In a golfing career that has spanned more than 50 years, the tournaments seem to run together for Marilyn Bussey.
There is at least one she will never forget.
The occasion was the 25th annual Roanoke Valley Golf Hall of Fame championship, originally scheduled for 36 holes at Hidden Valley before a lengthy rain delay caused the tournament to be cut from 36 holes to 27 holes, including a crosstown trip to Countryside for the final 18.
Countryside was Bussey’s home course and she took advantage, rallying from a four-shot deficit for the biggest win of her career.
Bussey had won other tournaments, including a pair of city-county championships, but the 2003 Hall of Fame title was her crowning accomplishment.
“I thought I was too old to ever win this thing,” said Bussey, who was 54 at the time.
Bussey had been a regular contender in citywide events and had too many top-five finishes to count, one of the considerations in her selection to the Roanoke Valley Golf Hall of Fame.
“I’m really happy for her because she’s given so much to the game,” said Sara Cole, noting that Bussey had coached at Northside High School and was president of the women’s division of the Virginia State Golf Association.
Cole was named to the Roanoke Valley Golf Hall of Fame in 2016.
“She did a lot for our area in terms of representation,” Cole said of Bussey. “She started it all and kind of passed it along to the rest of us. To me, she epitomizes the enjoyment of golf as a game.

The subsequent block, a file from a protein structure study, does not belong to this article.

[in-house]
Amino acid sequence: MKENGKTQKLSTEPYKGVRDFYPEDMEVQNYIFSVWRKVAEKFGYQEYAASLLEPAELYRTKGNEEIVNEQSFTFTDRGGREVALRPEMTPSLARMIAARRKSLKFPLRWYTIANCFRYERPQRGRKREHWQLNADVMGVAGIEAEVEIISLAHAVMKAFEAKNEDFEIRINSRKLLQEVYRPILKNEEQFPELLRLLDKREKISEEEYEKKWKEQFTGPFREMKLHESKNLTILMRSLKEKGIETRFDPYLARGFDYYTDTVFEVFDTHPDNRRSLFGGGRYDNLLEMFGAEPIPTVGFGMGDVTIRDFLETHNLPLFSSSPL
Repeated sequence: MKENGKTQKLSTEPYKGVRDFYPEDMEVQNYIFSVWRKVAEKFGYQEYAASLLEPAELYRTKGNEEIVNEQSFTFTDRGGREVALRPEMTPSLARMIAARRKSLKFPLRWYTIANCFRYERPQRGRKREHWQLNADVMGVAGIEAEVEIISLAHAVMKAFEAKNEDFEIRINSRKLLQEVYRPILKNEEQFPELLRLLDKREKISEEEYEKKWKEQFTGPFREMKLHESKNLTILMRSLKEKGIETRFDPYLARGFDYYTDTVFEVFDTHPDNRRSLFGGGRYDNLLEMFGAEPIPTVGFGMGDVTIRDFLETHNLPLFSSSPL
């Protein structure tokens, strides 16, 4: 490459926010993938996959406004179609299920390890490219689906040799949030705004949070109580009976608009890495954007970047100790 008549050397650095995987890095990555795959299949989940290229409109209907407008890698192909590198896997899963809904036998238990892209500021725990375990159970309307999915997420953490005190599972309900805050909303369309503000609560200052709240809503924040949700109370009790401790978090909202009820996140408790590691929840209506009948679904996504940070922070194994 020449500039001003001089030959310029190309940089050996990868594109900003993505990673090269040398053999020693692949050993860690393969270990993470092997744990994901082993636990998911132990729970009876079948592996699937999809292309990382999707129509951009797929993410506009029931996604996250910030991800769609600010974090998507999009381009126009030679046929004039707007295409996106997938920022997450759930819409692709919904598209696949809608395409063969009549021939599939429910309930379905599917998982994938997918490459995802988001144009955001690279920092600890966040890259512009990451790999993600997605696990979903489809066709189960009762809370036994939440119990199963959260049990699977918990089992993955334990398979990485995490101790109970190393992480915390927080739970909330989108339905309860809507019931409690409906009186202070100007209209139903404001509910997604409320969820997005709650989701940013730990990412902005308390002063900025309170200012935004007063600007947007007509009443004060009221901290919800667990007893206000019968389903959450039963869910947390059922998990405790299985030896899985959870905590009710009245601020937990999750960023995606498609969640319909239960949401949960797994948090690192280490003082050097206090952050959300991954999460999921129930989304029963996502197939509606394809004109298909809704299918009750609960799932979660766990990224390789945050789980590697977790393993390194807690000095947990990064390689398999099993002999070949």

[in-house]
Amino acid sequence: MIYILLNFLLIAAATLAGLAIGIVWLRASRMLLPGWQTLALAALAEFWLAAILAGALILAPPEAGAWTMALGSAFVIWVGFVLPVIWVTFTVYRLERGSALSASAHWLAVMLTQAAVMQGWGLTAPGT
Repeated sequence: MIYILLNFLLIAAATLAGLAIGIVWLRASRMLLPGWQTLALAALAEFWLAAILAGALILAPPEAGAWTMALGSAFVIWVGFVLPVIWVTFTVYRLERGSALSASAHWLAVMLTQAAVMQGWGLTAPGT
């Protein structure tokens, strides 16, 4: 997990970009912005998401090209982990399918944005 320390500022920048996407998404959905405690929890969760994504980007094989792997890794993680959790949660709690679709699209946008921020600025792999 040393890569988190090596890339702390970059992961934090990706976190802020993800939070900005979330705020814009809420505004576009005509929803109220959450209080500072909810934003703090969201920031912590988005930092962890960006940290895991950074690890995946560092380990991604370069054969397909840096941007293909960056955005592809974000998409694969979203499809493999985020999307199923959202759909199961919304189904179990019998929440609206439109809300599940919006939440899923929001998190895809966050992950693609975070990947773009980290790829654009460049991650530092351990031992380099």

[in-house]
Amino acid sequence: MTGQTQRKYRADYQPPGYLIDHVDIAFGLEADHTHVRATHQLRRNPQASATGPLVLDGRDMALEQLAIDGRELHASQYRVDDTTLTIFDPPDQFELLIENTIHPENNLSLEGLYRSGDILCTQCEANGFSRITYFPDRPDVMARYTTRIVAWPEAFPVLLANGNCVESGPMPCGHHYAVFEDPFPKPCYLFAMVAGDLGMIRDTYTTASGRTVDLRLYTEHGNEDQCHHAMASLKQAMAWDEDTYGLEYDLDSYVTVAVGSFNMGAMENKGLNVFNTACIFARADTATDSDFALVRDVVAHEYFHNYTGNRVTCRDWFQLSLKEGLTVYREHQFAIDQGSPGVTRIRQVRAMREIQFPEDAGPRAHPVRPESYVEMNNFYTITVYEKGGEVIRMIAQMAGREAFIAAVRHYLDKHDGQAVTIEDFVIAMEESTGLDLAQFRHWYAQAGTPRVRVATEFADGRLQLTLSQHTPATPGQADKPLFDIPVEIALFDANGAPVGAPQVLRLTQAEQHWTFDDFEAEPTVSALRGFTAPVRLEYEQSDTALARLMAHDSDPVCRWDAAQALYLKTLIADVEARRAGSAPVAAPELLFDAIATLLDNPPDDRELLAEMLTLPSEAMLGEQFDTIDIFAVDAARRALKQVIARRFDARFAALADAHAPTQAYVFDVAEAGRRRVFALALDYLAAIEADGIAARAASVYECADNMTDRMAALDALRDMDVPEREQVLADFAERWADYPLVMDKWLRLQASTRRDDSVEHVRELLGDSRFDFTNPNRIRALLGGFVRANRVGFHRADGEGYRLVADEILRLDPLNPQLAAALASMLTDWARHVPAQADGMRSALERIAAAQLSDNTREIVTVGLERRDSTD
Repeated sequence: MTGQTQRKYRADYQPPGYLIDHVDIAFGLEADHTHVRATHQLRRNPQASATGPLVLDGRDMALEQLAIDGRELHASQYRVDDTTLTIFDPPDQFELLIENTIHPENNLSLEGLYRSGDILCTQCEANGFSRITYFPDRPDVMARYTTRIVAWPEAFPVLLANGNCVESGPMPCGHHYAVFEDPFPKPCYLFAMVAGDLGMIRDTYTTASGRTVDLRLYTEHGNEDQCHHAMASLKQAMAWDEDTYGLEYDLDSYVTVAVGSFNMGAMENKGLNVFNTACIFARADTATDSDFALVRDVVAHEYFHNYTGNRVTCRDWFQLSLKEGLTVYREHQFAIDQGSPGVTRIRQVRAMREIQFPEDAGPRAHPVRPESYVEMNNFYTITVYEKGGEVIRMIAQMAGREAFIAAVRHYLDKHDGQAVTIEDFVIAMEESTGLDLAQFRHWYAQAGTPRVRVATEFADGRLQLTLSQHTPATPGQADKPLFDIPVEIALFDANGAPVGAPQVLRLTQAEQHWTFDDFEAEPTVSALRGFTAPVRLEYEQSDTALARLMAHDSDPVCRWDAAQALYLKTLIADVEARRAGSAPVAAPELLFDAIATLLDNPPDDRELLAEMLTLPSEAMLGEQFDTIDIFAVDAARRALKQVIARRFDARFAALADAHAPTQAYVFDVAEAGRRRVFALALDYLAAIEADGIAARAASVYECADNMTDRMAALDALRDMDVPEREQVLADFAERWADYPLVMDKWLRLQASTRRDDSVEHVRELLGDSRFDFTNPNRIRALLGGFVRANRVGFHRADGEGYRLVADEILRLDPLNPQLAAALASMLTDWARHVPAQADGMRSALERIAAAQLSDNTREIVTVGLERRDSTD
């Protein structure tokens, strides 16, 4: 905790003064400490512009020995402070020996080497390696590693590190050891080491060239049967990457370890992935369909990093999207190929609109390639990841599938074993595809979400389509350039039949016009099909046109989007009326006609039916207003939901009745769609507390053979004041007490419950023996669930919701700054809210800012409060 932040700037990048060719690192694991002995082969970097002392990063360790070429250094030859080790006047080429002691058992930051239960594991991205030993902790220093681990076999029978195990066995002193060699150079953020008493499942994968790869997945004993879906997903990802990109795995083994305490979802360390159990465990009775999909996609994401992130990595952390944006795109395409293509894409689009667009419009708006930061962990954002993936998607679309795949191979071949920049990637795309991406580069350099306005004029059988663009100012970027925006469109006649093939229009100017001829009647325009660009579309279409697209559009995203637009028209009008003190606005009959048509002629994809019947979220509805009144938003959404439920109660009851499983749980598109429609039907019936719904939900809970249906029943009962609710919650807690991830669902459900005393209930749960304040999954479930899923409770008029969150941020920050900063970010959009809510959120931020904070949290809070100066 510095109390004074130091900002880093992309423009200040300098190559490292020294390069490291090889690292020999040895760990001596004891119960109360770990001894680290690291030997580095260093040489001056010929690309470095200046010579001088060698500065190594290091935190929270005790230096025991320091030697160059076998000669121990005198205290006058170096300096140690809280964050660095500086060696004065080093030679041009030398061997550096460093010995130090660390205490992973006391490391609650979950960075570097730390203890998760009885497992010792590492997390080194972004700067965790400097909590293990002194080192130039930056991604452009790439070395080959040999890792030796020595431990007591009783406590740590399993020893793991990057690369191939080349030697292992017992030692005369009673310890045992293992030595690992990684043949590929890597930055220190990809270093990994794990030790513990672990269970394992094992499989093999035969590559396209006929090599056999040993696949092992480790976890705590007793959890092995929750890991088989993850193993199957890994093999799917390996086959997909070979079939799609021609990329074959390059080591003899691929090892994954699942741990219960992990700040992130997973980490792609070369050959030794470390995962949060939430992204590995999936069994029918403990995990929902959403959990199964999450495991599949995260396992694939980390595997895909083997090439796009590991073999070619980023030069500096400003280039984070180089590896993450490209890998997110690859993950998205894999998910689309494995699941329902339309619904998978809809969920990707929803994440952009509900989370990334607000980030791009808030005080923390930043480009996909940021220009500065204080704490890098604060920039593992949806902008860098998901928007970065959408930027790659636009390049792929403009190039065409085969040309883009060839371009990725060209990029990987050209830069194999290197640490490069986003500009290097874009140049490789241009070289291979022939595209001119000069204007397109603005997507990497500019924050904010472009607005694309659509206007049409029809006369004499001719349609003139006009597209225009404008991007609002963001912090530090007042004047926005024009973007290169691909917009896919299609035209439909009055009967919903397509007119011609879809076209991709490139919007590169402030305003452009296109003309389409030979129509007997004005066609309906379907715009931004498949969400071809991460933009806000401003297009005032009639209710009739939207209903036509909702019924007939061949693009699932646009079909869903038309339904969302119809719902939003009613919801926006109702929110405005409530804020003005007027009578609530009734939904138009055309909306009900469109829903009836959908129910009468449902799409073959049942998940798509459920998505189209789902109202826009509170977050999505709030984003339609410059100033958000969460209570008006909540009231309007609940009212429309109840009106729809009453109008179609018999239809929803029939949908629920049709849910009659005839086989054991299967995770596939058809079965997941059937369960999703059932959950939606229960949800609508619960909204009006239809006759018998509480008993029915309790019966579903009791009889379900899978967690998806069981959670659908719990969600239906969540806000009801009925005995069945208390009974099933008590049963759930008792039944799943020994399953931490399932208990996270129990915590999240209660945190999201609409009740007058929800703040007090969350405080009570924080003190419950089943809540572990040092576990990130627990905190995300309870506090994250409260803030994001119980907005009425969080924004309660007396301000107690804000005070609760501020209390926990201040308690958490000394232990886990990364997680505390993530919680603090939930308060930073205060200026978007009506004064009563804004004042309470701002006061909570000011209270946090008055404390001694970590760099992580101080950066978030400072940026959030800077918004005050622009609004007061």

“She likes to talk, which breaks any barrier.”
A little-known fact about Bussey, a graduate of William Fleming High School, is that she was on the first women’s golf team at James Madison University, then known as Madison College, in 1969.
“We weren’t real good,” she confessed. “Ms. [Martha] O’Donnell was our coach, who we dearly loved. She was fun to be around, but she’d slap you on the back and say, ‘Straighten up.’
“She was the one who taught me how to chip.”
Bussey, born and raised in Roanoke, was introduced to the game at Brookside, the par-3 course off Williamson Road that had a driving range at the time.
Her first exposure to an 18-hole course was when her brother, Bob, took her to Blue Hills, where he would play with some of his Sears co-workers.
“I had the worst blisters,” she said. “Golf shoes are much more comfortable now than they used to be.”
Countryside, which closed in 2010, was her home course for a long time. She had a hole-in-one at No. 14.
Bussey taught health and physical education at Northside Middle School and also was the coach of the Northside High School girls’ basketball team.
She won more than 200 games before her retirement as the Northside varsity coach and now raises cows on a hillside near Hanging Rock. She’ll even play golf on occasion.
“Seriously, I play very, very little,” said Bussey, who turns 72 in August. “I’ve tried to make myself play at least once a week and I haven’t followed through on that real well. I need to make myself do it because I know I would like it.”
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